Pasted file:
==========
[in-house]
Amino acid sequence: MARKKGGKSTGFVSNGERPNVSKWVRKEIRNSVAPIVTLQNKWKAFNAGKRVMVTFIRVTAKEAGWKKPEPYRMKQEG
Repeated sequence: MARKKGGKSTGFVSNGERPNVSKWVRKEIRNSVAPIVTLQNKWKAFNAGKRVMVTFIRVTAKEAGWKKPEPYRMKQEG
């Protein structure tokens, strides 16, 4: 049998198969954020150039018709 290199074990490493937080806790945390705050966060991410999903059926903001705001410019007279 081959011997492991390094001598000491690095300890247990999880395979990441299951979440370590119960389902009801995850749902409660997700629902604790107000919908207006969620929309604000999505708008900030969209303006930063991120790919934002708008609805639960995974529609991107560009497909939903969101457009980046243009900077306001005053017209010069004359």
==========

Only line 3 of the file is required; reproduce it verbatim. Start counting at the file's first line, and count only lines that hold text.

Repeated sequence: MARKKGGKSTGFVSNGERPNVSKWVRKEIRNSVAPIVTLQNKWKAFNAGKRVMVTFIRVTAKEAGWKKPEPYRMKQEG